For when you want to give up



For when you want to write the resignation letter,
Want to skip town
Give up on this campaign, this job, this congregation, this community, this family.
Start a new life slinging brunch. On a beach. Definitely on a beach. Specializing in sunny side up eggs on buttered toast and mango smoothies.
Never think about justice, covenant, love, heartbreak. Just about all the yellows of sun and egg and mango.
Spirit, give us the long view.
We are only here because someone refused to give up on this campaign, this job, this congregation, this community, this family.
Give us perspective, humor, a break.
Give us teammates who we can tell the truth to.
Give us faith, honesty, mangoes. 
May we dig down past the giving up, Find the grit to get through.

I had the privilege to hear two leading activists speak in August—Patrisse Cullors, co-founder of Black Lives Matter, and Janaya Khan, founder of Black Lives Matter Canada.

During the discussion, Janaya Khan was praised by an audience member for being “remarkable” because they had persisted in challenging white supremacy despite fierce opposition. They said in response: “You don’t have to be remarkable to do this work; you become remarkable when you do this work.

Patrisse Cullers was asked what keeps her going—how can she persist in the struggle for collective liberation day after day, year after year?

Being on the right side of  history,” she remarked quietly.

Let’s all be on the right side of history.

Come out this week. Attend tomorrow night’s anti-racism workshop at First Unitarian. March with us in Saturday’s fourth annual March for a Culture of Peace.

Become remarkable.



Welcome to Peace Week Delaware


The second annual Peace Week Delaware starts today with a 3:00 march and rally in Lewes, organized by the Lewes-Rehoboth Peace Week Coalition. This will be followed by 60 events across Delaware for the following eight days. The full online schedule is here.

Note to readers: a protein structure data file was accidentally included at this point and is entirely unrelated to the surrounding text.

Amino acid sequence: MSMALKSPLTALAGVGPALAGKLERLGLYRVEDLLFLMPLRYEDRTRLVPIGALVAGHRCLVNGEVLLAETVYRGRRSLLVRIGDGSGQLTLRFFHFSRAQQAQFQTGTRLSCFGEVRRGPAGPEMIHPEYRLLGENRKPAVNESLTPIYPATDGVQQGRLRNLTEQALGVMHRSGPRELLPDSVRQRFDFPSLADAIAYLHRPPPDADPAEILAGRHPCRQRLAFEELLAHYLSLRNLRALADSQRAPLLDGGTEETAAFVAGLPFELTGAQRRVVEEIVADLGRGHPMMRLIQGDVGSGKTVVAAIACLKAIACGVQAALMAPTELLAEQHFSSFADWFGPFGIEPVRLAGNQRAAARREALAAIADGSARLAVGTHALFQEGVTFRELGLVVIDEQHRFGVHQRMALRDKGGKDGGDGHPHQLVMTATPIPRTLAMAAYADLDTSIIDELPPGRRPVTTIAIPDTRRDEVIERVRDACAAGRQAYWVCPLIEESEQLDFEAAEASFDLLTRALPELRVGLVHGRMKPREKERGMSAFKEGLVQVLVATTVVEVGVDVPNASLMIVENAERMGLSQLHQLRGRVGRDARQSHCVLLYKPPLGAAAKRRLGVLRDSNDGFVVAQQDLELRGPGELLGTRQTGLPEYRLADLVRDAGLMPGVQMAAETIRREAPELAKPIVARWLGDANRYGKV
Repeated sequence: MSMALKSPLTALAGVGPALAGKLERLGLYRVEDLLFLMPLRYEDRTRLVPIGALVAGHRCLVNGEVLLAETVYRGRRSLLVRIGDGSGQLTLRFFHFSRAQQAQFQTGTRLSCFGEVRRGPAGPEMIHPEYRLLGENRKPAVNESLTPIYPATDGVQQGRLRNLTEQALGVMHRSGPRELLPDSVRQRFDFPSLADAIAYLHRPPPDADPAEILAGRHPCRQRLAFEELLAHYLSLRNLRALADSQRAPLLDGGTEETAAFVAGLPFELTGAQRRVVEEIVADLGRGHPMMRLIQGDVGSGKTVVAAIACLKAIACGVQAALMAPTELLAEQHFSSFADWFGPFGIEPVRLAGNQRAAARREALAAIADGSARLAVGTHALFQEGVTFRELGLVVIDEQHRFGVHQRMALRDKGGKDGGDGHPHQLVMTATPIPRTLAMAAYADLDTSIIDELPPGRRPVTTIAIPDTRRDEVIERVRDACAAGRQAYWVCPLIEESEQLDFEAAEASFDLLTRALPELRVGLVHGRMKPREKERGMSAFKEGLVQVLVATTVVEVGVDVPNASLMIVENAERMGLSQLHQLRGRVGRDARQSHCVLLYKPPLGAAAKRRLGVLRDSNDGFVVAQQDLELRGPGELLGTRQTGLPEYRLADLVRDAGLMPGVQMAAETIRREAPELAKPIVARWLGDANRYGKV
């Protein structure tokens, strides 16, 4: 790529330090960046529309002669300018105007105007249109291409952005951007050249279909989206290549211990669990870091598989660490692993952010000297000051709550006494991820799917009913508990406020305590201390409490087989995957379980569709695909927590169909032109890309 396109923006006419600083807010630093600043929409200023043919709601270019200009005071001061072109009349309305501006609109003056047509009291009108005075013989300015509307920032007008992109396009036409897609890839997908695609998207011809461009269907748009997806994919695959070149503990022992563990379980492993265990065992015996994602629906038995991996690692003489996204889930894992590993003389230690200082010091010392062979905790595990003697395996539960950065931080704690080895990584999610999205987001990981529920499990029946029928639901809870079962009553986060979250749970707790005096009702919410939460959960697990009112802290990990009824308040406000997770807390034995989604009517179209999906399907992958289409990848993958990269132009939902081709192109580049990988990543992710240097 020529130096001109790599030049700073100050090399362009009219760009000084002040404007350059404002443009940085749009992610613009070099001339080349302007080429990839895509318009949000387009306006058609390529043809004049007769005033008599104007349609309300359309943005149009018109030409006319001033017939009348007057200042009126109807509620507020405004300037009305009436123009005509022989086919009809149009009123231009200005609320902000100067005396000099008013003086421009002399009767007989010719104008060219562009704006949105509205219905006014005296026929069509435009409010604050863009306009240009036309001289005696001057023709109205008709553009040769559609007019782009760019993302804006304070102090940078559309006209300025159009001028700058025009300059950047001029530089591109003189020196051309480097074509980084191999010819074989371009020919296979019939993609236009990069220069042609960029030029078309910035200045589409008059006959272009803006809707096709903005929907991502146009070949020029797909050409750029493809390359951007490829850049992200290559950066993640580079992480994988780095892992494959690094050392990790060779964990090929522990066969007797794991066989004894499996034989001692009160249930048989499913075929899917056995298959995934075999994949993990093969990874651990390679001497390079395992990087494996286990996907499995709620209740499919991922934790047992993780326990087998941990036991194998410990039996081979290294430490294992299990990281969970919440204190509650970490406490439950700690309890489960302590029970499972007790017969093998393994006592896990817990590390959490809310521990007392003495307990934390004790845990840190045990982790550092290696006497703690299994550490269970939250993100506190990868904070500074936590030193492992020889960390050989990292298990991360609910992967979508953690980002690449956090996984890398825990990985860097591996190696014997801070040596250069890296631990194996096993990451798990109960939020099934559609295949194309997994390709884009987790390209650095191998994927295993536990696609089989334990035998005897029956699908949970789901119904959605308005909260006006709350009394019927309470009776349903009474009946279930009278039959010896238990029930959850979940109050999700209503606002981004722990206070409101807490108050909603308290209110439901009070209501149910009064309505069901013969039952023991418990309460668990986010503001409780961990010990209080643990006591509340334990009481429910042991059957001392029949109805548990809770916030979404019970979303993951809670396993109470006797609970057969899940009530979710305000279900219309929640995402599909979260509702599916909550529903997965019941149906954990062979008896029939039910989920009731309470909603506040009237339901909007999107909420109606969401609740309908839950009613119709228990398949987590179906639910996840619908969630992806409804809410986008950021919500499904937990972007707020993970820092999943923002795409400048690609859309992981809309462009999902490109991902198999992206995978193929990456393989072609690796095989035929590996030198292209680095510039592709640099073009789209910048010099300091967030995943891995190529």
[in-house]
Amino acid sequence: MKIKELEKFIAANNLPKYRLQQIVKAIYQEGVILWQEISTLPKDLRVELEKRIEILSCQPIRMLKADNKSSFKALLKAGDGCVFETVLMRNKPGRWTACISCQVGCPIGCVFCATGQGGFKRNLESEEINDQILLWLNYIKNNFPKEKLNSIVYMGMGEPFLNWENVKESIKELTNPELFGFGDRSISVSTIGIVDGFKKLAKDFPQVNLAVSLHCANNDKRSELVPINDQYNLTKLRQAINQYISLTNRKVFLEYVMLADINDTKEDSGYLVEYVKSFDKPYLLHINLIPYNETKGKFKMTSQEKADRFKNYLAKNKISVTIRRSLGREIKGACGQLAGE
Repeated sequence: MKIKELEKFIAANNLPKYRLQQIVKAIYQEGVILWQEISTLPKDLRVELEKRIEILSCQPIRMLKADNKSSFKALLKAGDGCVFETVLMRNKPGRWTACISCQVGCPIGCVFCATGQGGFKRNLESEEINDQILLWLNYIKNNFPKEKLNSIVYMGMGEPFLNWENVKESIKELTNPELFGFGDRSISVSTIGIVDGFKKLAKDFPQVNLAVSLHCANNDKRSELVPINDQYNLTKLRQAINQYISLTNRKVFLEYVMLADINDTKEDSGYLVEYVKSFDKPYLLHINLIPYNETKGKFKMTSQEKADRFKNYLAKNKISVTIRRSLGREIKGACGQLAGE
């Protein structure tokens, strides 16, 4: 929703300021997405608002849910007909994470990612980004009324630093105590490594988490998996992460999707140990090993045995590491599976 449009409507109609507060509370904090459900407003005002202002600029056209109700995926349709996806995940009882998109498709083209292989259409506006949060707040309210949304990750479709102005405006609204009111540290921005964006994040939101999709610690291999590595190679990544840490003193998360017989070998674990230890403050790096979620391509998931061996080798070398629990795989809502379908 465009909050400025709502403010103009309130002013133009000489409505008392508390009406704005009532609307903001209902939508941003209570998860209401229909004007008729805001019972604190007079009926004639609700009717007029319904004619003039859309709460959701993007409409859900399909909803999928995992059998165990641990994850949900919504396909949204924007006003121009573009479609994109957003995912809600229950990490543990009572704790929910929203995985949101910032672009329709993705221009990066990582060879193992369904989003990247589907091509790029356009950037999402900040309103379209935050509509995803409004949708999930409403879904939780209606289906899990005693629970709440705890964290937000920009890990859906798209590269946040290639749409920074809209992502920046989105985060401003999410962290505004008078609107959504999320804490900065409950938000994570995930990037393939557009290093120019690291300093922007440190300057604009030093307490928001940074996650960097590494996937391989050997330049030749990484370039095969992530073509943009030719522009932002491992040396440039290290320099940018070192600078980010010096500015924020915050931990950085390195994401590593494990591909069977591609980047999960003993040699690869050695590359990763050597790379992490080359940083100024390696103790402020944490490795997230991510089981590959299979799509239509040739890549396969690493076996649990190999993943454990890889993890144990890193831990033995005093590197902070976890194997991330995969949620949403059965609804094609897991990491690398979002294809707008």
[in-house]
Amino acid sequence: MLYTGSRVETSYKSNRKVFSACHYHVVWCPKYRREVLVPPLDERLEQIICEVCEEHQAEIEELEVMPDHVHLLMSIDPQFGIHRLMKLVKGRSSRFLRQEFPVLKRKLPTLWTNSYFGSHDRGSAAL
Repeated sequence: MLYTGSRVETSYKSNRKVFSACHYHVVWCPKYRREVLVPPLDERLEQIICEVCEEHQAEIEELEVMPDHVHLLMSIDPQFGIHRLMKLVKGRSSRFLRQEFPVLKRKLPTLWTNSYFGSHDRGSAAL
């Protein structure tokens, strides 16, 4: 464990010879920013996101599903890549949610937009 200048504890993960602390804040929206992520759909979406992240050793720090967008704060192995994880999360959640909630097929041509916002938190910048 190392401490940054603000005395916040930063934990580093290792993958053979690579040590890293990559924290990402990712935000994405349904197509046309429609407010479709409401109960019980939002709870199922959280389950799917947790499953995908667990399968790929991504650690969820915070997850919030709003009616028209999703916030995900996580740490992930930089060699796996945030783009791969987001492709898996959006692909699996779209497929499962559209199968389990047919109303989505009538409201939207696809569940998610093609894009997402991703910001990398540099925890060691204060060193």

Of particular interest to members of First Unitarian Church are:

“I Am Not a Racist”—
Confronting Race, Racism, and White Supremacy!

In this 2-hour facilitated workshop, participants will explore white privilege and structural racism in society through their personal experiences of race. Questions include: How does white supremacy affect all of us—and not just black and brown people? What can we do to combat racism in our personal lives, workplaces, and government structures?

Where: First Unitarian Church, 730 Halstead St, Wilmington, DE, 19803
When: 6:00-8:00 pm, Wednesday, Sept. 20
Sponsored by: Coalition to Dismantle the New Jim Crow & First Unitarian Church of Wilmington
Questions?: Darlene Scott,


4th Annual March for a Culture of Peace

Let’s bring everyone together—city and suburban; black, brown and white; Anglo, African, and Hispanic; native-born and immigrant, advantaged and disadvantaged; Christian, Muslim and Jew; young and old; people of all political views—to show that we are one community opposed to violence, murder, poverty, racism, and exclusion. This is our fourth annual March for a Culture of Peace.

Where: March begins and ends in Wilmington’s Rodney Square, 10th & Market, Wilmington, DE, 19801,followed by A Day of Peace
What: A peace march through Wilmington’s West side/Hilltop neighborhood, ending in a rally.
When: Saturday, Sept. 23, steps off at 11:30 a, return 12:30 pm, followed by Day of Peace
Questions?: Medard Gabel,, 302-656-2721
Sponsored byMovement for a Culture of Peace
Volunteers needed: contact


Southern Poverty Law Center: 10 Ways to Fight Hatred in America

New Community Resource Guide

The full guide can be found online here.
Or download it as a pdf: 10-ways.pdf.

10_ways1 ACT
Do something. In the face of hatred, apathy will be interpreted as acceptance by the perpetrators, the public, and — worse — the victims. Community members must take action; if we don’t, hate persists.

Reach out to allies from churches, schools, clubs, and other civic groups. Create a diverse coalition. Include children, police, and the media. Gather ideas from everyone, and get everyone involved.

Hate crime victims are especially vulnerable. If you’re a victim, report every incident — in detail — and ask for help. If you learn about a hate crime victim in your community, show support. Let victims know you care. Surround them with comfort and protection.